4', Betacam numérique PAL, couleur, son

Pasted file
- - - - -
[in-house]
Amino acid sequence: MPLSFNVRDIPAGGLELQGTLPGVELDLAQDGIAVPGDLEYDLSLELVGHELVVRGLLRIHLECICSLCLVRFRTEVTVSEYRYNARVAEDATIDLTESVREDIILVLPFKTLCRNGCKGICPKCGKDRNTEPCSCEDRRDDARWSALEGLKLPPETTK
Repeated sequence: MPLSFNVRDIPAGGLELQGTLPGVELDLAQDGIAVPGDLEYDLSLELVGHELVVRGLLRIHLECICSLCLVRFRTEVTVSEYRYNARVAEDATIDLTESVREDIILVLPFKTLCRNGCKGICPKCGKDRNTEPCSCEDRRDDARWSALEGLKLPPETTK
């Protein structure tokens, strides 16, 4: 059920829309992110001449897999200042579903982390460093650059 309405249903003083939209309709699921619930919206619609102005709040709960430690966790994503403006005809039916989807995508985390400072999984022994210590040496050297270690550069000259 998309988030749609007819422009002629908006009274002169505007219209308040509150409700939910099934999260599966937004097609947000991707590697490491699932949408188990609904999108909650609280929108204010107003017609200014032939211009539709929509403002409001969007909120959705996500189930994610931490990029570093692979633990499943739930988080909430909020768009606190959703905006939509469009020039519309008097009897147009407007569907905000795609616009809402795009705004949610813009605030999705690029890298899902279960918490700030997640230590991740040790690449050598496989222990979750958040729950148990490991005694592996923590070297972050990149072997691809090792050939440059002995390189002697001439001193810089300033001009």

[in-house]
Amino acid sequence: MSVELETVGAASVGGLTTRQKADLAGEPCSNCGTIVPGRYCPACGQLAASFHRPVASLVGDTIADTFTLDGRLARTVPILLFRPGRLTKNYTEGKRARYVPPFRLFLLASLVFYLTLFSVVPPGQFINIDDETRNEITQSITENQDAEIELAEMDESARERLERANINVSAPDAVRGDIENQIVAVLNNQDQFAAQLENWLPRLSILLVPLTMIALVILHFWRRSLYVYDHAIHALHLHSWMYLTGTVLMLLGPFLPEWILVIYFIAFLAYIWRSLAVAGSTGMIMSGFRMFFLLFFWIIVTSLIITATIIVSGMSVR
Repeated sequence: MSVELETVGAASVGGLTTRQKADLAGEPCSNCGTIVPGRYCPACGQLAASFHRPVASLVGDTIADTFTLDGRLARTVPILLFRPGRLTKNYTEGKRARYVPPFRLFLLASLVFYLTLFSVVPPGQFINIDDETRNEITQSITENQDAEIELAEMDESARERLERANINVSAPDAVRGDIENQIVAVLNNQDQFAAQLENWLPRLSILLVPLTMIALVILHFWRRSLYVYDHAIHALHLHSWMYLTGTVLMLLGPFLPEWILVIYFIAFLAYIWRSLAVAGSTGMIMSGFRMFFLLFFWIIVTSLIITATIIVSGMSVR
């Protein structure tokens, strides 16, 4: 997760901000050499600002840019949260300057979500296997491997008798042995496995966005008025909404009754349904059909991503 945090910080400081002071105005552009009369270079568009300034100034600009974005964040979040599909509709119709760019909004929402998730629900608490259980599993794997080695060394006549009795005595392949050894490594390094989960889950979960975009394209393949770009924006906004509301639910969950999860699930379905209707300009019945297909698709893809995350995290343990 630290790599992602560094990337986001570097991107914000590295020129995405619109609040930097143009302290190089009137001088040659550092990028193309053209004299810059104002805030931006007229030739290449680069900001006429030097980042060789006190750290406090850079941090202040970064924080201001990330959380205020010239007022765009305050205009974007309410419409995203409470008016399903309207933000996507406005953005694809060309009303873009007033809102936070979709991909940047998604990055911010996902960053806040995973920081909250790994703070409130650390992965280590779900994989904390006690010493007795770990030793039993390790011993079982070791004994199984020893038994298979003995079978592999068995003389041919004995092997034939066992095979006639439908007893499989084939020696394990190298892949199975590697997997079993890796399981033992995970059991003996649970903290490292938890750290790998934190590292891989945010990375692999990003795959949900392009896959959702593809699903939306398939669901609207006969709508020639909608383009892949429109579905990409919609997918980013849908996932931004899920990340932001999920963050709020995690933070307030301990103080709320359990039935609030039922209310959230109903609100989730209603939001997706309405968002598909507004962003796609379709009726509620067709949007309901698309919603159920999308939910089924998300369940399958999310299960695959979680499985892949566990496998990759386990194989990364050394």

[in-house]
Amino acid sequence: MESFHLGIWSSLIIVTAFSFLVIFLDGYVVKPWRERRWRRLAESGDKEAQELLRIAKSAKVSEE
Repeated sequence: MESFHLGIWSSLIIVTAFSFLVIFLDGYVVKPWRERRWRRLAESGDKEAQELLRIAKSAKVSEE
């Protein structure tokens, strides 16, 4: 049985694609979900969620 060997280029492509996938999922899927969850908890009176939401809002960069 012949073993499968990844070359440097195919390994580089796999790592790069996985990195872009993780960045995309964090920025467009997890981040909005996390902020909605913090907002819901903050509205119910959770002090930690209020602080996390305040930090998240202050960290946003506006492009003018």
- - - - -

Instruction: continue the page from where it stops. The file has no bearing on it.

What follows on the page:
The video opens on a black screen: the spectator only hears the sound of footsteps approaching with a powerful and uniform military gait. But when the screen lights up, the camera, placed very low to the ground, reveals the feet of a group of marching men in close-up. But instead of the military boots that the soundtrack implied at the start of the video, they wear sneakers in all sorts of colours. The camera rises to reveal more of this strange group: far from military severity, these man, all of African descent, are dressed in mismatched and colourful t-shirts, shorts and tracksuits. They repeat, in a barely comprehensible Turkish: “Ne mutlu Türküm diyene!” (Happy is he who calls himself a Turk!) Origin highlights the conditioning of the individual by the normalising instances of society, and questions the Kemalism and exacerbated militarism that have ruled in Turkey since the founding of the republic. It must be recalled that between 1960 and 1980, the army organised three coup d’états in order to maintain the country under Kemalist and nationalist control. Özgen produced Origin in Mataró, Spain, where he attended an artists’ residency. During his stay, the artist noticed some clandestine immigrants who were roaming on the outskirts of the city and decided to ask them to participate in his project. They learnt the sentence to be repeated by heart, without grasping its meaning. The artist thus refers to the absurd situation in which the Kurdish people found themselves in Turkey, when their language was prohibited. The only words on the video that glorify Turkish national identity is a famous phrase by Atatürk, collectively repeated every morning by school children, following their oaths, whether they are Turkish, Kurdish or belong to another minority. But when it is chanted by this little African army, the sentence becomes isolated from its context, almost incoherent or even absurd, like the ideology that it represents.